Getting Ready

Spencer

In preparation for the production, we’re meeting for two and a half hours each week to discuss all of Jules’s findings. She’s put so much quality work into this project. If the script weren’t enough (which it is) the labor, the passion, the creativity and the funding that have gone into this definitely impress upon me how important this play is to so many people. These weekly meetings are not enough to delve deeply into this. We’ve only had a few classes so far, so I know there’s much more to do and discuss. But I’m so excited to get to work on this! This type of theater and this subject material present a challenge. The Laramie Project has been done before, plenty of times, so how we’ll present it anew intrigues me. I think it can be done. I just hope we can reach enough people with it. It means so much to me that we reach people with this. They need to hear what Laramie has to say, and they need to hear what Laramie has to say. And they need to hear what our Laramie has to say.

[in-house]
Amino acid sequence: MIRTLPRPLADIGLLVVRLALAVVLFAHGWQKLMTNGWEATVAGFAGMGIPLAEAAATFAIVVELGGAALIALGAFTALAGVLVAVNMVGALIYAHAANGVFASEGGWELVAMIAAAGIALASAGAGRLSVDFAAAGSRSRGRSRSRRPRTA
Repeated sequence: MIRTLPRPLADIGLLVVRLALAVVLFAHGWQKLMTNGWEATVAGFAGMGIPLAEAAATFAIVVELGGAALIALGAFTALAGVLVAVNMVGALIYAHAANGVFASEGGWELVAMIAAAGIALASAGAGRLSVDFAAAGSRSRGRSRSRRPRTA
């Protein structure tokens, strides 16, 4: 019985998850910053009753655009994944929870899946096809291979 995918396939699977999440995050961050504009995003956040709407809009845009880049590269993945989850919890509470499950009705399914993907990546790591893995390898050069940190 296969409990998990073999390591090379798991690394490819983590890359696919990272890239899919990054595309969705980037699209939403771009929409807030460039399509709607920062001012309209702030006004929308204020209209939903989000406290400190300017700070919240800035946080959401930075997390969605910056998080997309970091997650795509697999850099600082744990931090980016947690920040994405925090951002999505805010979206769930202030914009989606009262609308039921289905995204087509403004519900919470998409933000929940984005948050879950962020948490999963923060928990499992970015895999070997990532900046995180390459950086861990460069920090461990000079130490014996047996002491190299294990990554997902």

I’ve witnessed and experienced hate before. Homophobic, transphobic, racist, sexist, classist and ableist hate have been a part of my entire life. Society has provided them for me my entire life. They were never really taught to me by people I respected, and if they were I don’t respect them now. So it’s safe to say I don’t retain any of those hateful lessons I may have been taught. Still, as reassuring as it may be to know that I don’t harbor those feelings, I cannot forget that there are others who do. Laramie/Laramie has reminded me of this. I was talking to a friend recently about how difficult it is to understand thoughts and opinions different from one’s own. I used the example of food. “It is actually difficult for me to understand how someone can dislike the taste of a cheeseburger! I have to really step outside of myself to understand that.” Think about it. Can you yield your own mindset well enough to take on another?  Possibly one with which you disagree? It’s tough. I commented on one of Jules’s posts with a quote from the feature she embedded from ABC Nightly News with Charlie Gibson. They interviewed a man who said, “If you’ve ever called anyone a fag or a dyke…it’s in you – whatever killed Matthew.” That’s stayed with me. How can that be in other people? There’s a killing spirit in people I have met before because they feel the same way Aaron McKinney and Russell Henderson did (…do?). Those are the people we have to reach. They’re the ones this production wants. At least for me.